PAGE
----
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McNally v. Geruldsen

May 14, 2009


On appeal from Superior Court of New Jersey, Law Division, Middlesex County, Docket No. L-4101-05.

Per curiam.


Argued April 21, 2009

Before Judges Skillman and Grall.

Plaintiff Thomas McNally appeals from the dismissal of a complaint in which he sought damages for injuries sustained in a motor vehicle accident. The case was dismissed because plaintiff, who intended to rely on the results of a magnetic resonance imaging (MRI) to establish the permanent injury required for recovery under the Automobile Insurance Cost Reduction Act (AICRA), N.J.S.A. 39:6A-1.1 to -35, did not have a witness qualified to read the films.

The accident occurred in June 2003. Plaintiff filed the complaint in May 2005. Trial dates were scheduled and rescheduled eight times between May 2007 and August 2008. On August 4, 2008, a jury was impaneled and defense counsel first learned that the radiologist who interpreted plaintiff's MRI would not be a witness at the trial. In plaintiff's responses to defendant's interrogatories, he had indicated that "all treating and examining medical providers" could be expected to testify as to diagnosis, prognosis, course of treatment, degree of permanency and causal connection.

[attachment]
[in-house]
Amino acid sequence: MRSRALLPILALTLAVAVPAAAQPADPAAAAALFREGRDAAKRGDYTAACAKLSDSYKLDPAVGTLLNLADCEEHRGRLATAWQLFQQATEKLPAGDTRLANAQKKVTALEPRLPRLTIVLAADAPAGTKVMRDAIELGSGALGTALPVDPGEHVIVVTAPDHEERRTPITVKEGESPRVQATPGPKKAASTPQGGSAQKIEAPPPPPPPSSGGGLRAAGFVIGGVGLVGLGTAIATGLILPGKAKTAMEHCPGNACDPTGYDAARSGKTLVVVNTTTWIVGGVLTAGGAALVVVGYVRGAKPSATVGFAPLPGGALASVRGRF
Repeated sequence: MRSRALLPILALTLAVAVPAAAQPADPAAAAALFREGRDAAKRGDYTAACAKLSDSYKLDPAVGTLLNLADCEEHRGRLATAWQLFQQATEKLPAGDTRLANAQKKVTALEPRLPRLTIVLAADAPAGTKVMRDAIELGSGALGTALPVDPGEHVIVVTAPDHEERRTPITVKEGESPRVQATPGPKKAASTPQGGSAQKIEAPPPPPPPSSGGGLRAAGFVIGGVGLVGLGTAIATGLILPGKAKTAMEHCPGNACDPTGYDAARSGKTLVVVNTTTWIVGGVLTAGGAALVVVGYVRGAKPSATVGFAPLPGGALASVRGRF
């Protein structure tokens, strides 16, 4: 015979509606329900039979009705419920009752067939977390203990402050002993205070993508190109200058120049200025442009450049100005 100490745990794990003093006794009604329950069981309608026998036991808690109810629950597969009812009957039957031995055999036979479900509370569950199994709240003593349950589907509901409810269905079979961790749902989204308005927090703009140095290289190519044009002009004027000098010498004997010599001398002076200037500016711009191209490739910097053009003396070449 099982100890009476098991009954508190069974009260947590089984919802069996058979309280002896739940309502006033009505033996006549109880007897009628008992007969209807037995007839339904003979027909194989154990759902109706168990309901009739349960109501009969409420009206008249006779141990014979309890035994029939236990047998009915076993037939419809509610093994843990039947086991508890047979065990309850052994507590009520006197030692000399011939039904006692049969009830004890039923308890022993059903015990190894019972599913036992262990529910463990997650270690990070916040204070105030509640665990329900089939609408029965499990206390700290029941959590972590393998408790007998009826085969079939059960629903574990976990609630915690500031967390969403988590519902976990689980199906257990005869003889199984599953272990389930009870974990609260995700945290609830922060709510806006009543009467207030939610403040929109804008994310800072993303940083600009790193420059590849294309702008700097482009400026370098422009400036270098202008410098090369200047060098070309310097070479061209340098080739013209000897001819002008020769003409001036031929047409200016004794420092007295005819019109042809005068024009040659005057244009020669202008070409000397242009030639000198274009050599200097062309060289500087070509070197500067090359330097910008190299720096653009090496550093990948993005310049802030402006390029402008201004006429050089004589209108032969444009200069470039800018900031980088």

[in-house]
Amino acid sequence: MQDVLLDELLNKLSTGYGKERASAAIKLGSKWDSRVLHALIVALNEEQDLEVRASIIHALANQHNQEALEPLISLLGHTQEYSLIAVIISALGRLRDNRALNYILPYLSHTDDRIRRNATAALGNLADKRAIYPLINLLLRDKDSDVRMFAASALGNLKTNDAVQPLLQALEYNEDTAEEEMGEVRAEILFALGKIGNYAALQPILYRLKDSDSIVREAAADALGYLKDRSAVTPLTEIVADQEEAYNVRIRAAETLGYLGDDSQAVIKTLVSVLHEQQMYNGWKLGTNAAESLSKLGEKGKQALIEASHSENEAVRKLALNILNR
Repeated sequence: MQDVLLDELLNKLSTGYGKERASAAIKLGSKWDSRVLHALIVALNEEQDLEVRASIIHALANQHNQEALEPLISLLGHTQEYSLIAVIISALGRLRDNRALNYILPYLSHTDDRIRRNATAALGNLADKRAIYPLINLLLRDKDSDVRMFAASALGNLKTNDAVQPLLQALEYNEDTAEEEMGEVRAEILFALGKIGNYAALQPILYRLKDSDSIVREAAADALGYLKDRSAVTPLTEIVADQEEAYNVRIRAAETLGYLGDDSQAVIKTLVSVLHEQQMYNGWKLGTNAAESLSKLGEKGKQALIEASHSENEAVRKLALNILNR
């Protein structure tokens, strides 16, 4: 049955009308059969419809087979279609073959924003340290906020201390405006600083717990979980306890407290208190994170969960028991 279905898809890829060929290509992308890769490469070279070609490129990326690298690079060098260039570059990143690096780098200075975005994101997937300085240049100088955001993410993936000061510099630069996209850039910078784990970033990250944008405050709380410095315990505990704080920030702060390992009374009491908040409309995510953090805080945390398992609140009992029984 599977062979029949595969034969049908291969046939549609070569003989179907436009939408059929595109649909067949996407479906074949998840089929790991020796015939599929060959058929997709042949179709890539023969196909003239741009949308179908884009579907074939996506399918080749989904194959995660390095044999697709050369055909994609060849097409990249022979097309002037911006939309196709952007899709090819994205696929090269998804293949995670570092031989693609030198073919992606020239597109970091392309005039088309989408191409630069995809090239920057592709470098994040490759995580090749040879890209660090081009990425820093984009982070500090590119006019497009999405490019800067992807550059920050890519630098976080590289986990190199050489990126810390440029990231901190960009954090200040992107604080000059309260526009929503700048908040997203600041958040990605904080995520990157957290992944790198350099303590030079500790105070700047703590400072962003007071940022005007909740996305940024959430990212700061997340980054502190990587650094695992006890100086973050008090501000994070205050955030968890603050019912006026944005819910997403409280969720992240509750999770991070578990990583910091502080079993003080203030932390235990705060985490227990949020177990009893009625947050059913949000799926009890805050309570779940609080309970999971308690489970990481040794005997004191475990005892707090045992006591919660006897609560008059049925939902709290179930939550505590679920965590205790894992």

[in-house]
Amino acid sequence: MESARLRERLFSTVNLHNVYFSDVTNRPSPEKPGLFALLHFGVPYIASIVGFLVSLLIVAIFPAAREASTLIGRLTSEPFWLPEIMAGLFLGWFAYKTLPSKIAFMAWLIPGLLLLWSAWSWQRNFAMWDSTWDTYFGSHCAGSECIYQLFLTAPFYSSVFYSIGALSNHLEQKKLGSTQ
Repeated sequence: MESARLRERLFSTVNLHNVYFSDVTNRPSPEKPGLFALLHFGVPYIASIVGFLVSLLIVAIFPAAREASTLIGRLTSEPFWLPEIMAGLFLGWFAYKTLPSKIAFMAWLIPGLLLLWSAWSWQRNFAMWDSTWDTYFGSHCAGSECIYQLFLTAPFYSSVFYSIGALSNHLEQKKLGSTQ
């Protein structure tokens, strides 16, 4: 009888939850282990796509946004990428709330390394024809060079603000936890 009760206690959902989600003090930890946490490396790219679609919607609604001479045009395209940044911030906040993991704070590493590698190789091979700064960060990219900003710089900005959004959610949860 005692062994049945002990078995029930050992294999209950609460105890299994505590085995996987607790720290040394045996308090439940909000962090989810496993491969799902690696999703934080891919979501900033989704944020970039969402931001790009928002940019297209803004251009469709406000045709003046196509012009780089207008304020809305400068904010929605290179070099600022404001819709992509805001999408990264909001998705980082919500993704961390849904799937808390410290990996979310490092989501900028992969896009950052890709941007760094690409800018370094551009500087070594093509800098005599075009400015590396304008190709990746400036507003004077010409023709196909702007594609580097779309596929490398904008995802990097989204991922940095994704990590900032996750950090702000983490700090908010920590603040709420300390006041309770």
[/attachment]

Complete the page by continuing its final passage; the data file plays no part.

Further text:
On August 5, 2008, before opening statements, defense counsel moved to bar plaintiff's chiropractor from testifying about the results of plaintiff's MRI unless plaintiff's chiropractor was qualified to interpret MRI films. Plaintiff's attorney acknowledged that the chiropractor was not qualified and that without the MRI results he would be unable to prove a permanent injury as required by AICRA. Relying on this court's decision in Brun v. Cardoso, 390 N.J. Super. 409 (App. Div. 2006), the trial court ruled that the results of the MRI could not be introduced as substantive, objective evidence of plaintiff's injuries through the testimony of the chiropractor. Although the trial court gave plaintiff's attorney an opportunity to arrange for the radiologist to testify at this trial, counsel was unable to do so and requested a mistrial. Defense counsel did not object.